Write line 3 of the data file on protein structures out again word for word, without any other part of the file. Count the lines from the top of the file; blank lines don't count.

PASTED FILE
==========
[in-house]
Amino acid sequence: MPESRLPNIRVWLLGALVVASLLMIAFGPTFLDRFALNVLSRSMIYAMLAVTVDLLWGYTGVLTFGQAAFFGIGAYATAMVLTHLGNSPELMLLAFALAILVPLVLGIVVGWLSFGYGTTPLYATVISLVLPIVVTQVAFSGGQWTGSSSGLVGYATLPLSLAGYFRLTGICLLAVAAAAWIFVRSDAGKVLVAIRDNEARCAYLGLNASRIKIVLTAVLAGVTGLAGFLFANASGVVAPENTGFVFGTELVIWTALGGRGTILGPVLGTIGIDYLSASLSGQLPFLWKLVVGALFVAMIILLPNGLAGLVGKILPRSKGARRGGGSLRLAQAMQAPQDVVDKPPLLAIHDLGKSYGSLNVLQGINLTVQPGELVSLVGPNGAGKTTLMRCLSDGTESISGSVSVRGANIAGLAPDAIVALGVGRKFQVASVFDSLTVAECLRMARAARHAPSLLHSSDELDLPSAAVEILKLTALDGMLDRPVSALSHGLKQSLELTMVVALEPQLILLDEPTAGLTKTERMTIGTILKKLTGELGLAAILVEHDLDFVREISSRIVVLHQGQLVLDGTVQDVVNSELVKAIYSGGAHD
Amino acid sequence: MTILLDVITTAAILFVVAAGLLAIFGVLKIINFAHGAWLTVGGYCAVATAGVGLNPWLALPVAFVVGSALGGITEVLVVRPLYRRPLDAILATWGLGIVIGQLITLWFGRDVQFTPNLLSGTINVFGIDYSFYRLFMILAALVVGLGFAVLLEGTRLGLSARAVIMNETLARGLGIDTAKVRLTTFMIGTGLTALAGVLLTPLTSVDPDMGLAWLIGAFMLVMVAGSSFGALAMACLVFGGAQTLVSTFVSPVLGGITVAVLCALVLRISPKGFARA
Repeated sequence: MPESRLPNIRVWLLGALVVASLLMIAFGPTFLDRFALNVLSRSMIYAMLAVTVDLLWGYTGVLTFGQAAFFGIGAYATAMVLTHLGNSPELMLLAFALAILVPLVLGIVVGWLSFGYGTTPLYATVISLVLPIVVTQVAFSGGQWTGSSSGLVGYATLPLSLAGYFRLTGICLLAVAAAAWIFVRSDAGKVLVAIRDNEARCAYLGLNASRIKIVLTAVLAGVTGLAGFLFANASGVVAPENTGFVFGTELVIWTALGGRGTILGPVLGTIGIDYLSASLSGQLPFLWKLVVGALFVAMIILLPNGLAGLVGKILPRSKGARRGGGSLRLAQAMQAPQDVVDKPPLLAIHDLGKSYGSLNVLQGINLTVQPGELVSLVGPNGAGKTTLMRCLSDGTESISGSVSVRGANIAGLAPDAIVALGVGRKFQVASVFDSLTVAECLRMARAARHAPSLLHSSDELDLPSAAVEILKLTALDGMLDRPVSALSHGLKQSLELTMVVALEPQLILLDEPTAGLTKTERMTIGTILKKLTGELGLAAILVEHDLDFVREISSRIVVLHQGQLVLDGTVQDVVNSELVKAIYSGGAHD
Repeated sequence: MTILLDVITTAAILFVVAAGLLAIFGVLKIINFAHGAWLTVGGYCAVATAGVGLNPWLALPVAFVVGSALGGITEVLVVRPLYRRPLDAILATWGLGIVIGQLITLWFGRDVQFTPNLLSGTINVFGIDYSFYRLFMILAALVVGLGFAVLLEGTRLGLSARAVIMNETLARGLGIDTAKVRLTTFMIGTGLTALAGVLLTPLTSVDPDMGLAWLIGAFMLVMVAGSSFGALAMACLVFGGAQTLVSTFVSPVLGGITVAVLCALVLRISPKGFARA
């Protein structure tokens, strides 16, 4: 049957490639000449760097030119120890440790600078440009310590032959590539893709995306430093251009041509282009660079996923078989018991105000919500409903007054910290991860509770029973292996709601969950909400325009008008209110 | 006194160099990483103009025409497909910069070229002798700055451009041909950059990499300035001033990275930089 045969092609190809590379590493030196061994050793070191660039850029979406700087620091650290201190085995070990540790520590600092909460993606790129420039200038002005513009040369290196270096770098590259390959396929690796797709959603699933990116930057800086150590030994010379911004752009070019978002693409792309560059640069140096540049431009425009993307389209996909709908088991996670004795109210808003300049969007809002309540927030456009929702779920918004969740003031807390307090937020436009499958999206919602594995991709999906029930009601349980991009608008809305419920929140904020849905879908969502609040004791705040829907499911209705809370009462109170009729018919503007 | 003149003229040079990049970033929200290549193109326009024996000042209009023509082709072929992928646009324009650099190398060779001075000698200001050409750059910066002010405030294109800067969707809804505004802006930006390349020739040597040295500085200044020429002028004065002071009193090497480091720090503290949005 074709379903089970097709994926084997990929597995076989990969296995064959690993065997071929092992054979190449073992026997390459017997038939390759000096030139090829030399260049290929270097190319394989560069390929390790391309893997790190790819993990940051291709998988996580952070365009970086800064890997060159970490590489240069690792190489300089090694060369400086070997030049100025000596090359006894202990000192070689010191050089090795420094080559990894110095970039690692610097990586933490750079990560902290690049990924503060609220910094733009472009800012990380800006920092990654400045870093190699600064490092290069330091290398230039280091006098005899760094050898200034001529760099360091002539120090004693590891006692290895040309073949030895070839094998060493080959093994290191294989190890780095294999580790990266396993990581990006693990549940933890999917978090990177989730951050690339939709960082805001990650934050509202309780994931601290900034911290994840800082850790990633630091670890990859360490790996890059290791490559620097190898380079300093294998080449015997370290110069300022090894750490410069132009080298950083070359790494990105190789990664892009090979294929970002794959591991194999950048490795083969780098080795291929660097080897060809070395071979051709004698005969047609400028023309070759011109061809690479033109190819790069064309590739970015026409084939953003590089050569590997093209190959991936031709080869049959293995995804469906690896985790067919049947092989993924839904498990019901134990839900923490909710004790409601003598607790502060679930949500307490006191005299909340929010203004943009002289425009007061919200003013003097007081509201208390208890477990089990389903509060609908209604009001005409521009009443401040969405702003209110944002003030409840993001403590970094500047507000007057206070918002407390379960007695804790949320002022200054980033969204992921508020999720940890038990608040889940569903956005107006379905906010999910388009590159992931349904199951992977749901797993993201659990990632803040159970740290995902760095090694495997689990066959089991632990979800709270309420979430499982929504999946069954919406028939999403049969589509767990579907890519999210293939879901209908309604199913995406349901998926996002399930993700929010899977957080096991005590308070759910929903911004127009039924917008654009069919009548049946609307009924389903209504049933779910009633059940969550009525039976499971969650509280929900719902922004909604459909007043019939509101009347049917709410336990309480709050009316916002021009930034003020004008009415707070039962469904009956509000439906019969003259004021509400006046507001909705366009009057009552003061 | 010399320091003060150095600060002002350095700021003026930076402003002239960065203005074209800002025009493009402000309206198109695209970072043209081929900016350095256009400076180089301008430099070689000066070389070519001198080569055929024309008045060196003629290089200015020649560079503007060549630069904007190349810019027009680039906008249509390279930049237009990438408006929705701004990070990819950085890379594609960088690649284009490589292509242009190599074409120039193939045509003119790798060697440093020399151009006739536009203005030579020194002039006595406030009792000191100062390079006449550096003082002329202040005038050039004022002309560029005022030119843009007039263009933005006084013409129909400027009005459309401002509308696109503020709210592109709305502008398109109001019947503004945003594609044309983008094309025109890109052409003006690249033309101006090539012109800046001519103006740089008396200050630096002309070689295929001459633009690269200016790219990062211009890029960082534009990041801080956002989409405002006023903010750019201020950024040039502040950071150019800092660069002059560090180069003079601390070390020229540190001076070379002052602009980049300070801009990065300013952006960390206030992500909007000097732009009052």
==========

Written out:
Amino acid sequence: MTILLDVITTAAILFVVAAGLLAIFGVLKIINFAHGAWLTVGGYCAVATAGVGLNPWLALPVAFVVGSALGGITEVLVVRPLYRRPLDAILATWGLGIVIGQLITLWFGRDVQFTPNLLSGTINVFGIDYSFYRLFMILAALVVGLGFAVLLEGTRLGLSARAVIMNETLARGLGIDTAKVRLTTFMIGTGLTALAGVLLTPLTSVDPDMGLAWLIGAFMLVMVAGSSFGALAMACLVFGGAQTLVSTFVSPVLGGITVAVLCALVLRISPKGFARA